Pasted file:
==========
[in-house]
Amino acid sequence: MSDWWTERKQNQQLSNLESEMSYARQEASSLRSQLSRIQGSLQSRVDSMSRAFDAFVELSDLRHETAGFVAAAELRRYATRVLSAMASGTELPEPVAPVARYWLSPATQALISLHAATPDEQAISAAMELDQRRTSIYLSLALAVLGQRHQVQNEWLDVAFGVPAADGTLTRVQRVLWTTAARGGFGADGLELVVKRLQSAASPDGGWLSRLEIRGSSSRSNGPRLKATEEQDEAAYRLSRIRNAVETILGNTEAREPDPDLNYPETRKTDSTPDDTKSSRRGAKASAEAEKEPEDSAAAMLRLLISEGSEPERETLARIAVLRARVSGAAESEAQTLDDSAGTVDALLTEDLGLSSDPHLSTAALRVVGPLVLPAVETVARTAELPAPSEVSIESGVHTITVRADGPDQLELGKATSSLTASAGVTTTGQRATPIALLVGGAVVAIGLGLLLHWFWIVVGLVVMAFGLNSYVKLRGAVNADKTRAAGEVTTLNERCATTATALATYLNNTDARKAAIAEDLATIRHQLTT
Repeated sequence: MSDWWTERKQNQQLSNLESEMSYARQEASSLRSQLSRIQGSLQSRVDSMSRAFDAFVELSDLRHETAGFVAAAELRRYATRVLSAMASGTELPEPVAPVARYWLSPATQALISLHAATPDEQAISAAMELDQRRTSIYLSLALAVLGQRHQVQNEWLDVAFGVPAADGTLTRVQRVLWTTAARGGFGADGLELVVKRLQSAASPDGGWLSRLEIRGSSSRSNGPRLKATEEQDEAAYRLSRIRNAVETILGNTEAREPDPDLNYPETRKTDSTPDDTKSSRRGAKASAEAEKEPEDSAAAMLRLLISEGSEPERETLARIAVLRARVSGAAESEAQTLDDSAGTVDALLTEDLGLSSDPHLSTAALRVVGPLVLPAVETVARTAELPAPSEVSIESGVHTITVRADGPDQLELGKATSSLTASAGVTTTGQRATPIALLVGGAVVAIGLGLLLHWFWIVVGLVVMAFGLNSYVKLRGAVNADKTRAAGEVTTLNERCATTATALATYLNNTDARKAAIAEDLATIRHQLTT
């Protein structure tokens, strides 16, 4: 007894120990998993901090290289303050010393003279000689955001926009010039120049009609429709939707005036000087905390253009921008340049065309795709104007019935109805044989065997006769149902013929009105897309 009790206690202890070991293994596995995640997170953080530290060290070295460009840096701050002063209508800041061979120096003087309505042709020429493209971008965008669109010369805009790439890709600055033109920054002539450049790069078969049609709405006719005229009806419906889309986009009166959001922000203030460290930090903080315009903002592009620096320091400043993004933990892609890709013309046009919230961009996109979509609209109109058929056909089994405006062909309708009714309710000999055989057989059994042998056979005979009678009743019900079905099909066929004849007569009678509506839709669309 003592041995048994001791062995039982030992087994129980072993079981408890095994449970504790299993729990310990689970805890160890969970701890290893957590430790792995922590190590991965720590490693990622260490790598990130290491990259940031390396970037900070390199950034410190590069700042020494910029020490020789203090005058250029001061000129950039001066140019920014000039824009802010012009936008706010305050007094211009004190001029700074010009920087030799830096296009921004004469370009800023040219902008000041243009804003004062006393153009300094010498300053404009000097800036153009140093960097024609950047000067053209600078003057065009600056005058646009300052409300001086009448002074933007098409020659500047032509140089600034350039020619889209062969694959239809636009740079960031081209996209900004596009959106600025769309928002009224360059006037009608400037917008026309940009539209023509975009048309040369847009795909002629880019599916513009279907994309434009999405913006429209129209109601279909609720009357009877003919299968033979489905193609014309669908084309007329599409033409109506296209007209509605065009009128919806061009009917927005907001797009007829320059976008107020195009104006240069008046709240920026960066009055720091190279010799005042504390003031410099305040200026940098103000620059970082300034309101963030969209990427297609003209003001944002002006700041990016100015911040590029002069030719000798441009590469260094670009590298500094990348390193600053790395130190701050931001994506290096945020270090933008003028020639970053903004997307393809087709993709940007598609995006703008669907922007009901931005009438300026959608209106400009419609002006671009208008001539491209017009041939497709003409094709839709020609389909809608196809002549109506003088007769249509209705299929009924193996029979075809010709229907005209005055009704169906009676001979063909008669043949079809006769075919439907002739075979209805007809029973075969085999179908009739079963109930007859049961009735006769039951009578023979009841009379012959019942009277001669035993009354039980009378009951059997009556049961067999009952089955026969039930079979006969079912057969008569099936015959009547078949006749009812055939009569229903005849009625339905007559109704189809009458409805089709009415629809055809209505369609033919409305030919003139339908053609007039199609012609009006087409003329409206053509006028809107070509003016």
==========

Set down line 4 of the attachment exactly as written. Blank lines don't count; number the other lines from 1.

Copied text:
């Protein structure tokens, strides 16, 4: 007894120990998993901090290289303050010393003279000689955001926009010039120049009609429709939707005036000087905390253009921008340049065309795709104007019935109805044989065997006769149902013929009105897309 009790206690202890070991293994596995995640997170953080530290060290070295460009840096701050002063209508800041061979120096003087309505042709020429493209971008965008669109010369805009790439890709600055033109920054002539450049790069078969049609709405006719005229009806419906889309986009009166959001922000203030460290930090903080315009903002592009620096320091400043993004933990892609890709013309046009919230961009996109979509609209109109058929056909089994405006062909309708009714309710000999055989057989059994042998056979005979009678009743019900079905099909066929004849007569009678509506839709669309 003592041995048994001791062995039982030992087994129980072993079981408890095994449970504790299993729990310990689970805890160890969970701890290893957590430790792995922590190590991965720590490693990622260490790598990130290491990259940031390396970037900070390199950034410190590069700042020494910029020490020789203090005058250029001061000129950039001066140019920014000039824009802010012009936008706010305050007094211009004190001029700074010009920087030799830096296009921004004469370009800023040219902008000041243009804003004062006393153009300094010498300053404009000097800036153009140093960097024609950047000067053209600078003057065009600056005058646009300052409300001086009448002074933007098409020659500047032509140089600034350039020619889209062969694959239809636009740079960031081209996209900004596009959106600025769309928002009224360059006037009608400037917008026309940009539209023509975009048309040369847009795909002629880019599916513009279907994309434009999405913006429209129209109601279909609720009357009877003919299968033979489905193609014309669908084309007329599409033409109506296209007209509605065009009128919806061009009917927005907001797009007829320059976008107020195009104006240069008046709240920026960066009055720091190279010799005042504390003031410099305040200026940098103000620059970082300034309101963030969209990427297609003209003001944002002006700041990016100015911040590029002069030719000798441009590469260094670009590298500094990348390193600053790395130190701050931001994506290096945020270090933008003028020639970053903004997307393809087709993709940007598609995006703008669907922007009901931005009438300026959608209106400009419609002006671009208008001539491209017009041939497709003409094709839709020609389909809608196809002549109506003088007769249509209705299929009924193996029979075809010709229907005209005055009704169906009676001979063909008669043949079809006769075919439907002739075979209805007809029973075969085999179908009739079963109930007859049961009735006769039951009578023979009841009379012959019942009277001669035993009354039980009378009951059997009556049961067999009952089955026969039930079979006969079912057969008569099936015959009547078949006749009812055939009569229903005849009625339905007559109704189809009458409805089709009415629809055809209505369609033919409305030919003139339908053609007039199609012609009006087409003329409206053509006028809107070509003016």